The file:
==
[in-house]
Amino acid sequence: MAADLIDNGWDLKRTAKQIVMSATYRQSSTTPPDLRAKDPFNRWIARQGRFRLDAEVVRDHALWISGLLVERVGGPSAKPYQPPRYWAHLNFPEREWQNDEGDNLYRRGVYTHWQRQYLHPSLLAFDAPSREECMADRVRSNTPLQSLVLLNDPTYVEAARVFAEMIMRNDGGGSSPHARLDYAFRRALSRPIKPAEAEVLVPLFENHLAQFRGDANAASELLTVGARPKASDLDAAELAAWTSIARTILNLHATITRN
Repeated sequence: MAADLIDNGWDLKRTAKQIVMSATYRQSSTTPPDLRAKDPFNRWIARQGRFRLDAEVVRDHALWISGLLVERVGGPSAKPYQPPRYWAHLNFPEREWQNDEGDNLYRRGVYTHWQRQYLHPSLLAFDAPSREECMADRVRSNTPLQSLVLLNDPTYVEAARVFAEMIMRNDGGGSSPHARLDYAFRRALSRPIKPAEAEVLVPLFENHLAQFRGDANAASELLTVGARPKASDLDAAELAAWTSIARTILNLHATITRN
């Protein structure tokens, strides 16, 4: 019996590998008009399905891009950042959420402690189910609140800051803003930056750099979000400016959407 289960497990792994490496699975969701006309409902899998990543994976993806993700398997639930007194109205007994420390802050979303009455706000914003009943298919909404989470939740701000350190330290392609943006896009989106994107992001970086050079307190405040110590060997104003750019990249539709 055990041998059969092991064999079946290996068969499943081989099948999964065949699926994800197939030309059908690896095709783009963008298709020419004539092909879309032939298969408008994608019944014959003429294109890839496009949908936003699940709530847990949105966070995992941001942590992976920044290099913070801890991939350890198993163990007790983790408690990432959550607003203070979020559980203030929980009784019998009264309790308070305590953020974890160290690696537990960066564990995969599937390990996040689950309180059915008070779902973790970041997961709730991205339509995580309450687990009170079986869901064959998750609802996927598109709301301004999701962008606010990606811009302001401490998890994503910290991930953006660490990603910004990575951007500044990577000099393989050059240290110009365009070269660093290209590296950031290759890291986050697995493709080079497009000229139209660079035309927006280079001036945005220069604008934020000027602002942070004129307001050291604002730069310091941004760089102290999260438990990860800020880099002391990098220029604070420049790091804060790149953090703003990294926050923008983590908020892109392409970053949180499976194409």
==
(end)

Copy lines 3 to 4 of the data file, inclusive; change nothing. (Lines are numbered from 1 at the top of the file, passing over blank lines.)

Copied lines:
Repeated sequence: MAADLIDNGWDLKRTAKQIVMSATYRQSSTTPPDLRAKDPFNRWIARQGRFRLDAEVVRDHALWISGLLVERVGGPSAKPYQPPRYWAHLNFPEREWQNDEGDNLYRRGVYTHWQRQYLHPSLLAFDAPSREECMADRVRSNTPLQSLVLLNDPTYVEAARVFAEMIMRNDGGGSSPHARLDYAFRRALSRPIKPAEAEVLVPLFENHLAQFRGDANAASELLTVGARPKASDLDAAELAAWTSIARTILNLHATITRN
């Protein structure tokens, strides 16, 4: 019996590998008009399905891009950042959420402690189910609140800051803003930056750099979000400016959407 289960497990792994490496699975969701006309409902899998990543994976993806993700398997639930007194109205007994420390802050979303009455706000914003009943298919909404989470939740701000350190330290392609943006896009989106994107992001970086050079307190405040110590060997104003750019990249539709 055990041998059969092991064999079946290996068969499943081989099948999964065949699926994800197939030309059908690896095709783009963008298709020419004539092909879309032939298969408008994608019944014959003429294109890839496009949908936003699940709530847990949105966070995992941001942590992976920044290099913070801890991939350890198993163990007790983790408690990432959550607003203070979020559980203030929980009784019998009264309790308070305590953020974890160290690696537990960066564990995969599937390990996040689950309180059915008070779902973790970041997961709730991205339509995580309450687990009170079986869901064959998750609802996927598109709301301004999701962008606010990606811009302001401490998890994503910290991930953006660490990603910004990575951007500044990577000099393989050059240290110009365009070269660093290209590296950031290759890291986050697995493709080079497009000229139209660079035309927006280079001036945005220069604008934020000027602002942070004129307001050291604002730069310091941004760089102290999260438990990860800020880099002391990098220029604070420049790091804060790149953090703003990294926050923008983590908020892109392409970053949180499976194409």